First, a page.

I’m a triathlete (who dabbles in cx and some other single sport racing) training for an xterra. I have always left my road bike or TT set up on the trainer, but now that I’m training for a race on a mtb I have been looking into putting the mtb on the trainer (basically impossible to ride outside this time of year unless you are riding a fat bike).
Do other people feel like it’s important to train on the bike that they plan to race on? The geo difference between my xc bike and my road/TT bike is pretty different and the xc bike is a hardtail.
We’ll worth it. Most trainers accommodate mtb’s without too much trouble
Yes, IMHO you should train on the bike that you want to ride on.
Just flip your premise on its head: assume you had a mountain bike in your trainer, but your next A event is a regular triathlon. Would you want to put your tri bike on the trainer?
Alex Wild on the podcast states that he trains entirely on his MTB on the trainer as he’s solely focussed on MTB races.
personally, I really don’t care… MTB riding outside is not comparable to indoor riding on any type of bike… there is so much more happening on the trails…
but it might be different if you race the more flat/straight stuff, and I don’t race that often too.
It’s less about simulating a trail and more about position/fit on the bike. This is relative to hip angle, arm position, power output, etc. and how your muscles and mind adapt. It’s likely subtle, but if you spend a significant time on the trainer it could be an issue, especially MTB vs TT bike since they’re vastly different.
Super easy on a wahoo, I’m assuming most are the same. For wahoo, just flip the thru axle adapter on the non drive side and find a 12 speed cassette. I typically have my road bike on mine but use the mtb when getting ready for a mtb specific event. Very similar to your situation that mtb riding outdoors right now is challenging at best.
yes, I get there is an advantage on paper, and for some it might be an actual advantage.
I think it’s more a thing for road riding and different road bikes, like endurance, race, tt. where the position is different, but the way you pedal is not.
On the MTB, the way you pedal (outside) is way different, much more spikes in power, + you have to pedal from many positions, in/out of the sadle, shifting your weight around, trying to let the bike follow the terrain instead of the rider bumping around etc.
Your also right about the time on the trainer, for me that’s only 2-5 hours a week, so -for me- the trainer is a tool to get my fitness up, and the outdoor rides are a way to train my technique and put the fitness to use…
So again, depending on your situation, it might not be that relevant. If you’re on the trainer for 10+ a week it’s more relevant, if you can’t ride outside on your MTB at all (as @TyBauer73 mentioned) it might be more relevant.
But If your not that experienced on the MTB, I would really suggest to do some more outside riding, there is a huge difference between putting power on a smooth surface and power on rough terrain, and then we are not even talking about cornering and other skills. Also riding efficient comes with experience, so the more hours you can get outside, take it (unless it’s already 2nd nature)
I see both points but I default to your choice as I’m too lazy to bother ordering parts to get my 120mm bike on the trainer. All of my more specific MTB training is done outdoors where it should be.
In my opinion this depends on at least 2 factors:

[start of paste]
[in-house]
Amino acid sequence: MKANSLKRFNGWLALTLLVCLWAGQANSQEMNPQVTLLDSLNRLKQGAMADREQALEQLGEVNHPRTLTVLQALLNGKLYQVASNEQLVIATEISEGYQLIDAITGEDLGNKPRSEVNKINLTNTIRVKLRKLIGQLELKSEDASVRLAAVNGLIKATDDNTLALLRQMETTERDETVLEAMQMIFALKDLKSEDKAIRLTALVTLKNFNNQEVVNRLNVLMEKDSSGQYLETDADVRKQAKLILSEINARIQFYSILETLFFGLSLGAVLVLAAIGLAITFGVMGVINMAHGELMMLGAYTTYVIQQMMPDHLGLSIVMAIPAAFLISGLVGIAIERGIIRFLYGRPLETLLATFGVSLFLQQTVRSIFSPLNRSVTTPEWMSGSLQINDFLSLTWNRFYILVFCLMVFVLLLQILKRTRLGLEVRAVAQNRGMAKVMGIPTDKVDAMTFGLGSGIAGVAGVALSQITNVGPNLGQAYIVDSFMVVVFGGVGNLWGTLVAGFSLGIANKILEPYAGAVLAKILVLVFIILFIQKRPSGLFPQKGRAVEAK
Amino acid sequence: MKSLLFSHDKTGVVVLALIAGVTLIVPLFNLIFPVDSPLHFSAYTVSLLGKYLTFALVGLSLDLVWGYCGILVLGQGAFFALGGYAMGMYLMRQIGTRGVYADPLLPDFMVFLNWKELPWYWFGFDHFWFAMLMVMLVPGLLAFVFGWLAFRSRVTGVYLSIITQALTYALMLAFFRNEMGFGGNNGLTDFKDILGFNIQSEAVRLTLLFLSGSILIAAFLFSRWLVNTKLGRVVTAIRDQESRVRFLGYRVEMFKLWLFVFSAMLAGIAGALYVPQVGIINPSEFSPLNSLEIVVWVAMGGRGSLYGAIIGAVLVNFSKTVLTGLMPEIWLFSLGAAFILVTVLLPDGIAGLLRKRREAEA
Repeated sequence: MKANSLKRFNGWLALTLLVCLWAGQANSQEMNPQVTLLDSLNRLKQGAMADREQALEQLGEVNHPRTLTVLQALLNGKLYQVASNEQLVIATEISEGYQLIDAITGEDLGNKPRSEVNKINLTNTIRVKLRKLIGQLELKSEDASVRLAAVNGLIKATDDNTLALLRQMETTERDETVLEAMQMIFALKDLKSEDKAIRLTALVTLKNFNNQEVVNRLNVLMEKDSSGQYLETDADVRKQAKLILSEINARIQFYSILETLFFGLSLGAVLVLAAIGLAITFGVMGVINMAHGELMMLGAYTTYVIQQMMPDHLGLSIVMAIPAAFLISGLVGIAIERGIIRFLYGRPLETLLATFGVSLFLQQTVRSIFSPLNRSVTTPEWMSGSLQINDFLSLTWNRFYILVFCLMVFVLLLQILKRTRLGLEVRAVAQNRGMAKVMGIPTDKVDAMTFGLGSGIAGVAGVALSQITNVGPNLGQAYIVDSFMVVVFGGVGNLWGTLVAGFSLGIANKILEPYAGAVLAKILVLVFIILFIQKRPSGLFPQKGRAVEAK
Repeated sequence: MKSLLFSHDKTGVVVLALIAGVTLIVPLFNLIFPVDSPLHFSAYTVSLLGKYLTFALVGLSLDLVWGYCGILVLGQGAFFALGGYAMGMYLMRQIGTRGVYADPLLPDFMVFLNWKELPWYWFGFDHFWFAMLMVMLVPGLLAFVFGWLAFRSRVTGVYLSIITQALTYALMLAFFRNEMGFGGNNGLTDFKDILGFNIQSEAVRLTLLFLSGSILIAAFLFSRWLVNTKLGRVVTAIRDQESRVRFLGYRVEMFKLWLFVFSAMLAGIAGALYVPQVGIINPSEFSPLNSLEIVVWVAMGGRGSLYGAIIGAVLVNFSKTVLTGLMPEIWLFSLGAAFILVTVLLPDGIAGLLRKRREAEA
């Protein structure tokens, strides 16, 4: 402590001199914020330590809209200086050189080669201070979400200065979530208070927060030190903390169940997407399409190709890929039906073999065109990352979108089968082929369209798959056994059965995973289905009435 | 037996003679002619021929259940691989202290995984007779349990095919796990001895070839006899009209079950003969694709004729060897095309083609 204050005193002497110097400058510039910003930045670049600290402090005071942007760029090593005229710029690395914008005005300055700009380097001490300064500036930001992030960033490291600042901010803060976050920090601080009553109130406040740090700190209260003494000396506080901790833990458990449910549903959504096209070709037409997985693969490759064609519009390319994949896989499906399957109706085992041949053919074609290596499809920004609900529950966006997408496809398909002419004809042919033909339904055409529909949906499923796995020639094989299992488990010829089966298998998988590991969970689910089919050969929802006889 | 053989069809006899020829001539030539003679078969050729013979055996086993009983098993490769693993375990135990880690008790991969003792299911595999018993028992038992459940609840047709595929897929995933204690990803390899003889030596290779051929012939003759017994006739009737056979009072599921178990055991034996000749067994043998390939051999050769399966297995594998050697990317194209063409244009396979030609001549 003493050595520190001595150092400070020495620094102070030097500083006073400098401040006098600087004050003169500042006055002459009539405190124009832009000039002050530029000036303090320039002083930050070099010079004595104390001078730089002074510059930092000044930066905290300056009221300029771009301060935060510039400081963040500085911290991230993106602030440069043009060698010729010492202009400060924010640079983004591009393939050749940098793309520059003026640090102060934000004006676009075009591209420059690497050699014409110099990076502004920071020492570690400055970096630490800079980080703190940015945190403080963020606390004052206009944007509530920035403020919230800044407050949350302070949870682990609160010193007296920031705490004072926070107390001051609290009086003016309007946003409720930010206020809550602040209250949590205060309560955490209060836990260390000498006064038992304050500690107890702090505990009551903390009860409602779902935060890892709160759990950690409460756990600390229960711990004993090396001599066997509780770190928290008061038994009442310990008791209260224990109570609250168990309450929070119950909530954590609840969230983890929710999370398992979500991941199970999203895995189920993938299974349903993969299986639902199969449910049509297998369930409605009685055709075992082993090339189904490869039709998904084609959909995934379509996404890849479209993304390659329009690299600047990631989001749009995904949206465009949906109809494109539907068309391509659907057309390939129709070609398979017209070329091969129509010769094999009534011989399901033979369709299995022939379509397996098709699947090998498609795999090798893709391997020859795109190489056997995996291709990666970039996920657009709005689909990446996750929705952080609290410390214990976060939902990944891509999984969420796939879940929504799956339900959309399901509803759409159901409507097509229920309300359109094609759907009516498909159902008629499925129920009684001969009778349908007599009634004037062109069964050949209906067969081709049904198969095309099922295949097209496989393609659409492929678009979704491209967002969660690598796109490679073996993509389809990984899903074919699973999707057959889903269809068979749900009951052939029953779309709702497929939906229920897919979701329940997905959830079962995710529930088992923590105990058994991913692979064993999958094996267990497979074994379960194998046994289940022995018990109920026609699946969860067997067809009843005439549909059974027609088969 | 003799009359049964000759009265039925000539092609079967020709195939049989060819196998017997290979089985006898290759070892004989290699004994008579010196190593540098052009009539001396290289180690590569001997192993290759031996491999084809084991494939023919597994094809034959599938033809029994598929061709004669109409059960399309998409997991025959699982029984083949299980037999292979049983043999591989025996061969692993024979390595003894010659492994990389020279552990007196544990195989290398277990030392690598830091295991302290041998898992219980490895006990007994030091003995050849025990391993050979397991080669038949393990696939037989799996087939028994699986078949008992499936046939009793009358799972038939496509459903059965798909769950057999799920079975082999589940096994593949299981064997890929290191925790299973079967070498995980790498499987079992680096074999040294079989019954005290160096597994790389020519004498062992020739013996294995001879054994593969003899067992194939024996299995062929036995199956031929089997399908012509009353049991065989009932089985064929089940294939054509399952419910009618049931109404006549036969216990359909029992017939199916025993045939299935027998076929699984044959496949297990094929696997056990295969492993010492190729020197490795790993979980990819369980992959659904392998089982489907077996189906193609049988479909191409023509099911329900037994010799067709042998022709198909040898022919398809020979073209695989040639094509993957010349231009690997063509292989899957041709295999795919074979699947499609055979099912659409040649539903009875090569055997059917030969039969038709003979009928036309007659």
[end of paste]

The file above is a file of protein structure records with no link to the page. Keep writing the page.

- Are you comfortable and “at home” on your mountain bike
- Will you have at least a few weeks after the snow melts until your first race to ride the mountainbike outside?
I would be more cautious if I were going the other way around. Doing all the training on a comfortable mountainbike and then only race on a tri bike. I do all my outdoor rides on XC or Enduro bikes, and only train on the trainer with a road bike, and have zero issues.
Interesting that there is such a wide range of opinions. I have all the stuff to put the MTB on the trainer, and did a week of training on it. Definitely feel like I’m working different muscle groups. Had to dial down the the difficulty on the first workout.
Does anyone know if this was discussed on the ask a cycling post podcast at any point? Seems like it would be a good discussion.
This could also be the difference in the front chainring and gearing. The momentum in the flywheel can make a difference and there’s a long discussion on the forum regarding this.
Yup, I’d want to know the exact trainer and gearing in use for each setup.
If gearing is even mildly different, it’s likely that a separate FTP test is appropriate.
Definitely keeping an eye on this thread. I bought a new MTB (Epic Evo) last year and want to train on it.
Currently my old road race bike is setup on my Neo 2T trainer with a Shimano cassette. I have not switched cassettes since I bought the trainer so curious if I still have accessories to make this work. So will need to buy a spare SRAM cassette if I can make this work. Also when people are using their MTB, do you lock out the front suspension? Is the front wheel holder needed?
Thanks for any feedback!
I lock out f/r suspension and a front block is not needed (Kickr Core). Block may be needed to bring it to level but would be trainer dependent.
The gearing is definitely different.
I always have felt the most comfortable in the big ring on my road bike, middle of the cassette in the back to make the chain line straight.
The MTB has a 30 front chain ring, so getting a straight chain line is something like a 18 in the back maybe.
I guess I haven’t gone down the rabbit hole of how gearing effects the ftp test but I have to imagine that the difference in position is a bigger driving force? I guess I’ll get used to the position for a week or two and then retest.